If you are one of Eileen Fisher’s 1,200 or so employees, the ding of the meeting room bell signals to you that it’s time to begin.
But it’s not just time to begin the meeting — it’s time to begin meditating.
Instead of launching into every meeting with agendas or stats, Fisher starts with a minute of silence. And while it’s not a mandatory policy at the company, many of Fisher’s employees have taken up the practice in their own meetings.
To say the 66-year-old clothing designer is an advocate of mindfulness practices would be something of an understatement. Fisher believes businesses that take the time to be more thoughtful about what they’re doing can effect real positive change within the business, industry, and throughout the world.
In fact, Fisher and her company have won numerous awards for their work in sustainability and advocating for women.
And instituting simple but mindful practices at work is where it all begins.
As Fisher explained to the audience at the Fast Company Innovation Festival on Tuesday, “We try to lay that down as a primary foundation of what we do within the company, because giving people that open space allows them to get in touch with what they’re there for and what matters to them and show up a little differently.”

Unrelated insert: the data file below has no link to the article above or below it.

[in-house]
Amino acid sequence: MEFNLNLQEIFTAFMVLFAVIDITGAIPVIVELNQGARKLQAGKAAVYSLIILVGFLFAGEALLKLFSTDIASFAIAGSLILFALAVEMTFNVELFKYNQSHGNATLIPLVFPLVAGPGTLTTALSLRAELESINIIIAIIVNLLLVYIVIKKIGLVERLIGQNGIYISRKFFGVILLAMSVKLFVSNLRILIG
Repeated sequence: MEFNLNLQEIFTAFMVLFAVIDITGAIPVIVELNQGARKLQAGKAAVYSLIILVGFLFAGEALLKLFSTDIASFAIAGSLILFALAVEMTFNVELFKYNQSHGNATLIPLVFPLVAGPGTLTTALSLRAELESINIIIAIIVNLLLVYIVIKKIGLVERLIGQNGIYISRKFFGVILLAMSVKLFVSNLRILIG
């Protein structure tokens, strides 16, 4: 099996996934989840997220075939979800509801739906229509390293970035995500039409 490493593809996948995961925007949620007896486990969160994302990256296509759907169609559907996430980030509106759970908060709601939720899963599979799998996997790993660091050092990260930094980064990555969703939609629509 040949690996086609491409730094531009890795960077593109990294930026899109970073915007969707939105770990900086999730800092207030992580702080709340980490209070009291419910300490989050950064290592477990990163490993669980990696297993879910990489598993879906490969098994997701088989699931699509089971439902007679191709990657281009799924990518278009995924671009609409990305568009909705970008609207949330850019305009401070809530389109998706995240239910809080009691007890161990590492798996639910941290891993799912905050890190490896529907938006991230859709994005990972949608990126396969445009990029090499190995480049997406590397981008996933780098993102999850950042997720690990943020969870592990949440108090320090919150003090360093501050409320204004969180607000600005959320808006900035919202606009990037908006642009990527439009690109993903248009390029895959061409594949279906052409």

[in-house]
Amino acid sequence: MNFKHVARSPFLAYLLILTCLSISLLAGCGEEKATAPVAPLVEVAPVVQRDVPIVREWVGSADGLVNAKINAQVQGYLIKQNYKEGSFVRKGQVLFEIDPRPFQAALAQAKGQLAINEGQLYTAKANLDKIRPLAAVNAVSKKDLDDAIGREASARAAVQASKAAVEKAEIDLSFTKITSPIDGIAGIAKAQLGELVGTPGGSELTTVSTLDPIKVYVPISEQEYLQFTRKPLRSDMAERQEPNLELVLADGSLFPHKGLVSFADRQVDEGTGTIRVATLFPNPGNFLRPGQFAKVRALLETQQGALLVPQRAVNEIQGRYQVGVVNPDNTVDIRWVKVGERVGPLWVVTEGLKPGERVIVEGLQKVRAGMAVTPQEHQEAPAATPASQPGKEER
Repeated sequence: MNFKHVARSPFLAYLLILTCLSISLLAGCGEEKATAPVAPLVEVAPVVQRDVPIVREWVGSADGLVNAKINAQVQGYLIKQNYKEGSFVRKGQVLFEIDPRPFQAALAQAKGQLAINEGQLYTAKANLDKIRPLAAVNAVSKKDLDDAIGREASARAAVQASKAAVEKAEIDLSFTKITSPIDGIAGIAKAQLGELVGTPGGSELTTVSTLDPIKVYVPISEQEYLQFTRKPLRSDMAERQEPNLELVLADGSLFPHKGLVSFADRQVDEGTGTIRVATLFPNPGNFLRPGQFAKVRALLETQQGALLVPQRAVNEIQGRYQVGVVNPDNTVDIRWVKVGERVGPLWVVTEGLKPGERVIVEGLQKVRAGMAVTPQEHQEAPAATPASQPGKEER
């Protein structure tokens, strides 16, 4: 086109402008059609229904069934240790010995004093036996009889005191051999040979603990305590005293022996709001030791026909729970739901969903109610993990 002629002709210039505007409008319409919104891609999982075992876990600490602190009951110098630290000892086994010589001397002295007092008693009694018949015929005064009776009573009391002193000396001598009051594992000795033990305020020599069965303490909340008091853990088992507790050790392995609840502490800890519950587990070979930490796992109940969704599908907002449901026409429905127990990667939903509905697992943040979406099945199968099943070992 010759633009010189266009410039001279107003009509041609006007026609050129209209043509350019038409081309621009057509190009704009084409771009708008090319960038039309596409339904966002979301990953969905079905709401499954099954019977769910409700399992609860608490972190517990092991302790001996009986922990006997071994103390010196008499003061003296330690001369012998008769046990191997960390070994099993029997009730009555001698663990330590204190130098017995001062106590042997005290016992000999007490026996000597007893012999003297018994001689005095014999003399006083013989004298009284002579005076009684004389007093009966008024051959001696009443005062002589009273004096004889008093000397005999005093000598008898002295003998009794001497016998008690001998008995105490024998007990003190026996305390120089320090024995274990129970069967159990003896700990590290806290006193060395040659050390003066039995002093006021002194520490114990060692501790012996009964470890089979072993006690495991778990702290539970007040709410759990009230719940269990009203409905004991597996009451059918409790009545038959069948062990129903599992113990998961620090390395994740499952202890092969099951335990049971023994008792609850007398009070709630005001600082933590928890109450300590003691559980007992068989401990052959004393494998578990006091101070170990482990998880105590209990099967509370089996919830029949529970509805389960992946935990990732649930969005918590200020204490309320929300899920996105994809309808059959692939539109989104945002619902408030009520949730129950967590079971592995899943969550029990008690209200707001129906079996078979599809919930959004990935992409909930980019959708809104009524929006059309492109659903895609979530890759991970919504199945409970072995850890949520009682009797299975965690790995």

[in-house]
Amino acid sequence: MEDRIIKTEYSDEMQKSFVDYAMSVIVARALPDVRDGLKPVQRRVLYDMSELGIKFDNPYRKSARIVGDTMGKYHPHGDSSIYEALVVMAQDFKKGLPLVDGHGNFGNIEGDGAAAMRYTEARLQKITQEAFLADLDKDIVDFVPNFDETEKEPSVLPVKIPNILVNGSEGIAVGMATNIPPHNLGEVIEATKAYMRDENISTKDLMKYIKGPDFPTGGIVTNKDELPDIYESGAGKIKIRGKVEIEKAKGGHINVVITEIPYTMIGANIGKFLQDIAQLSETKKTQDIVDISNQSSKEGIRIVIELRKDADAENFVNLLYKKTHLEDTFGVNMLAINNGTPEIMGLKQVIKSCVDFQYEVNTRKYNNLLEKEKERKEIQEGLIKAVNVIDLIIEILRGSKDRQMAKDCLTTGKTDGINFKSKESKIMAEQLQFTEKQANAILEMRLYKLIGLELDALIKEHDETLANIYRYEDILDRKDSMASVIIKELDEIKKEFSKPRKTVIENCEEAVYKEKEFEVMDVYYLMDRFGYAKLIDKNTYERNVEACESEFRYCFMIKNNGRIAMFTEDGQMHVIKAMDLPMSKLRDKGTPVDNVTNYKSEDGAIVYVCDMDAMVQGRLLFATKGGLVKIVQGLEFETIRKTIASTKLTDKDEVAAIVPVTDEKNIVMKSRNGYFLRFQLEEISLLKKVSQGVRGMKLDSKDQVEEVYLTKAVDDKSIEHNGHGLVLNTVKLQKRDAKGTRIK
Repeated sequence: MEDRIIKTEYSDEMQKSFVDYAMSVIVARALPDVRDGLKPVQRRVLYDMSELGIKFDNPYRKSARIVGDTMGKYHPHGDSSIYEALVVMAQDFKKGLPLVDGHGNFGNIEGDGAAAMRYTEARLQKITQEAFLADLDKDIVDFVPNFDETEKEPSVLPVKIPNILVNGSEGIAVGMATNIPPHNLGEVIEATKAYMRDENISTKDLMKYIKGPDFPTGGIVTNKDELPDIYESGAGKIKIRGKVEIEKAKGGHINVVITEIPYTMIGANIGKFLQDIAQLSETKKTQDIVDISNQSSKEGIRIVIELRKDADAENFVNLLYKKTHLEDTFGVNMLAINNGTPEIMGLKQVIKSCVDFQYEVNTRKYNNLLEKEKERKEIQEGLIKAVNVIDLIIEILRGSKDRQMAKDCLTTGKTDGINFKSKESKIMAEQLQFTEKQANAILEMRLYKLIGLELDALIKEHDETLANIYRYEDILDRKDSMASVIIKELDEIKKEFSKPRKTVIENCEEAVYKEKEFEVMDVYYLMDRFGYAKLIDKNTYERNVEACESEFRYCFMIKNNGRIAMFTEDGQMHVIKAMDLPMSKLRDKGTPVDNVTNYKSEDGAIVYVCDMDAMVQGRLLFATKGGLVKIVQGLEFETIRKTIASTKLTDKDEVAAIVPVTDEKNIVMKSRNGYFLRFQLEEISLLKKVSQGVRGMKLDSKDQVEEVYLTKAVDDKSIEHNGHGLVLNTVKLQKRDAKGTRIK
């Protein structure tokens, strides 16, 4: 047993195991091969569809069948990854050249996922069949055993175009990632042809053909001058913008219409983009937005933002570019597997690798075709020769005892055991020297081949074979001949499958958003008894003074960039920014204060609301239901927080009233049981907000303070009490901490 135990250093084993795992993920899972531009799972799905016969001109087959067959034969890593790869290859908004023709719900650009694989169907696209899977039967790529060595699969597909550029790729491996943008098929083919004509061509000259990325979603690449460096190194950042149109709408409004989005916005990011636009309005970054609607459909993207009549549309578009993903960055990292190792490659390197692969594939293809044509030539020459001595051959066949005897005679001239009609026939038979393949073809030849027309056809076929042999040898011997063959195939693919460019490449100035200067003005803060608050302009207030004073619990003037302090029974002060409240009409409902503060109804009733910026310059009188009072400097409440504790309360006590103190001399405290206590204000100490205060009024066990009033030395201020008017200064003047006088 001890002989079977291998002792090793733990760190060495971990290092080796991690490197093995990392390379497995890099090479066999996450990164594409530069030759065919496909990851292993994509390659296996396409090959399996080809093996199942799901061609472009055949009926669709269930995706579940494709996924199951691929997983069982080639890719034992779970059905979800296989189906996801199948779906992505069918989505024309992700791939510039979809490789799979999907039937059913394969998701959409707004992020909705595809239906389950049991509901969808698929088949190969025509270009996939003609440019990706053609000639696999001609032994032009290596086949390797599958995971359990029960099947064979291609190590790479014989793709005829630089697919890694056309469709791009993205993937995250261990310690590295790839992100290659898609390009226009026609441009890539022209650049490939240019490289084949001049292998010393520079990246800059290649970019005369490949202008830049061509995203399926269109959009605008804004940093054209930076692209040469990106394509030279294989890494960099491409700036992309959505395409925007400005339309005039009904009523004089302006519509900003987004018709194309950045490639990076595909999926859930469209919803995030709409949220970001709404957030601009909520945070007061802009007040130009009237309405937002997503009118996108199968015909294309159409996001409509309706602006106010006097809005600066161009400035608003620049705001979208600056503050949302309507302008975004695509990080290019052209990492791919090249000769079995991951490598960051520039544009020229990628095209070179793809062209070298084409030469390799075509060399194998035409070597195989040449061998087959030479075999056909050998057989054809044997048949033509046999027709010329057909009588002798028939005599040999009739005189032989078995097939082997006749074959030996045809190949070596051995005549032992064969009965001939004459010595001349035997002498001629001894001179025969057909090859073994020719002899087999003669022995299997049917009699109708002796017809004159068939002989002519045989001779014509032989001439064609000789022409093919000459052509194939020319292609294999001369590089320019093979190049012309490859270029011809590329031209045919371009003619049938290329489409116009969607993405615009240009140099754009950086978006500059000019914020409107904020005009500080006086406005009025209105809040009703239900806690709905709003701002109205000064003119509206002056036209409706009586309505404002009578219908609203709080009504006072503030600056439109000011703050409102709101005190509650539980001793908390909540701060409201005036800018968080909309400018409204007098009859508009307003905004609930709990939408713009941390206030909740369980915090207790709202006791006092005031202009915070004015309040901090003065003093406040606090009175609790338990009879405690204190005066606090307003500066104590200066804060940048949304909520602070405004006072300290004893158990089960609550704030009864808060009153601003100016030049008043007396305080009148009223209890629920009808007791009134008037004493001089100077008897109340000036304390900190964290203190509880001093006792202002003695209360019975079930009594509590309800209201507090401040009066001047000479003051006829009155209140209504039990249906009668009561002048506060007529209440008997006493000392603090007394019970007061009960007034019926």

Since instituting the moment of silence, Fisher said she’s seen a deepening of the work, a greater sense of purpose among her employees, and people making more conscious choices about what they’re doing and how they can change the “nasty fashion industry.”
“Across the company — designers and merchandisers and advertising people and people in the supply chain — the passion around this work has gotten a lot deeper,” Fisher said.
“Because I think when people start to pay attention to themselves, they start to pay attention to their relationships, to the people around them and how they treat each other, and they start to notice the people in the supply chain,” she explained.
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